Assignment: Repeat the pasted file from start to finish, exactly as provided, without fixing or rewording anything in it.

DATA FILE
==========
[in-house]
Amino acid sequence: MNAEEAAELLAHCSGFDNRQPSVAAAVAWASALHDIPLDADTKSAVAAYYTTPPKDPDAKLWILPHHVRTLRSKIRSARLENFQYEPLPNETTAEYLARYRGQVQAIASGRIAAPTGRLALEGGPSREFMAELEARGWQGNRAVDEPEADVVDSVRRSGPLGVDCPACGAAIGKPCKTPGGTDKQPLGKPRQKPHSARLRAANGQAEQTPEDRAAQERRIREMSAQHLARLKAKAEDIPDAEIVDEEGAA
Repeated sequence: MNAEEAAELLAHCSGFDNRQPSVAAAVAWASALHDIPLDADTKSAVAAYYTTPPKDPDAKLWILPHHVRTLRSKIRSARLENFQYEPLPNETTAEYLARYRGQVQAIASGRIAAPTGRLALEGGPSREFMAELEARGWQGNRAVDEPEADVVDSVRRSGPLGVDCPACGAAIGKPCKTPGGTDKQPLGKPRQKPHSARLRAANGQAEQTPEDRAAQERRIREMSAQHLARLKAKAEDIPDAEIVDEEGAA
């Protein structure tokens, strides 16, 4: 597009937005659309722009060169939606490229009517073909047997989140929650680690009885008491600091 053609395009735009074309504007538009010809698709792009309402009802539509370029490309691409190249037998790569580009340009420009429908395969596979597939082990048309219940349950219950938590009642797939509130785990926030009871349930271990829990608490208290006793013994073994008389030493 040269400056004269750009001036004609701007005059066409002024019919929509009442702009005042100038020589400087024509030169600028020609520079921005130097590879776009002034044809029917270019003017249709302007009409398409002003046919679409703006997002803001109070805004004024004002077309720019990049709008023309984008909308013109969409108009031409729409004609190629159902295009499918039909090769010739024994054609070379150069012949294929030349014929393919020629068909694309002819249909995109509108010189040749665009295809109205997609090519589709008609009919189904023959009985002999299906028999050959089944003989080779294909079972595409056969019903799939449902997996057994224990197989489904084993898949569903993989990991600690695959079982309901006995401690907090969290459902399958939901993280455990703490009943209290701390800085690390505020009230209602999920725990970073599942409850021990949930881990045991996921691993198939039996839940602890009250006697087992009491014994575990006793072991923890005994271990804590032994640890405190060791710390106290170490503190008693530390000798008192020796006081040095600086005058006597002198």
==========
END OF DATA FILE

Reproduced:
[in-house]
Amino acid sequence: MNAEEAAELLAHCSGFDNRQPSVAAAVAWASALHDIPLDADTKSAVAAYYTTPPKDPDAKLWILPHHVRTLRSKIRSARLENFQYEPLPNETTAEYLARYRGQVQAIASGRIAAPTGRLALEGGPSREFMAELEARGWQGNRAVDEPEADVVDSVRRSGPLGVDCPACGAAIGKPCKTPGGTDKQPLGKPRQKPHSARLRAANGQAEQTPEDRAAQERRIREMSAQHLARLKAKAEDIPDAEIVDEEGAA
Repeated sequence: MNAEEAAELLAHCSGFDNRQPSVAAAVAWASALHDIPLDADTKSAVAAYYTTPPKDPDAKLWILPHHVRTLRSKIRSARLENFQYEPLPNETTAEYLARYRGQVQAIASGRIAAPTGRLALEGGPSREFMAELEARGWQGNRAVDEPEADVVDSVRRSGPLGVDCPACGAAIGKPCKTPGGTDKQPLGKPRQKPHSARLRAANGQAEQTPEDRAAQERRIREMSAQHLARLKAKAEDIPDAEIVDEEGAA
């Protein structure tokens, strides 16, 4: 597009937005659309722009060169939606490229009517073909047997989140929650680690009885008491600091 053609395009735009074309504007538009010809698709792009309402009802539509370029490309691409190249037998790569580009340009420009429908395969596979597939082990048309219940349950219950938590009642797939509130785990926030009871349930271990829990608490208290006793013994073994008389030493 040269400056004269750009001036004609701007005059066409002024019919929509009442702009005042100038020589400087024509030169600028020609520079921005130097590879776009002034044809029917270019003017249709302007009409398409002003046919679409703006997002803001109070805004004024004002077309720019990049709008023309984008909308013109969409108009031409729409004609190629159902295009499918039909090769010739024994054609070379150069012949294929030349014929393919020629068909694309002819249909995109509108010189040749665009295809109205997609090519589709008609009919189904023959009985002999299906028999050959089944003989080779294909079972595409056969019903799939449902997996057994224990197989489904084993898949569903993989990991600690695959079982309901006995401690907090969290459902399958939901993280455990703490009943209290701390800085690390505020009230209602999920725990970073599942409850021990949930881990045991996921691993198939039996839940602890009250006697087992009491014994575990006793072991923890005994271990804590032994640890405190060791710390106290170490503190008693530390000798008192020796006081040095600086005058006597002198």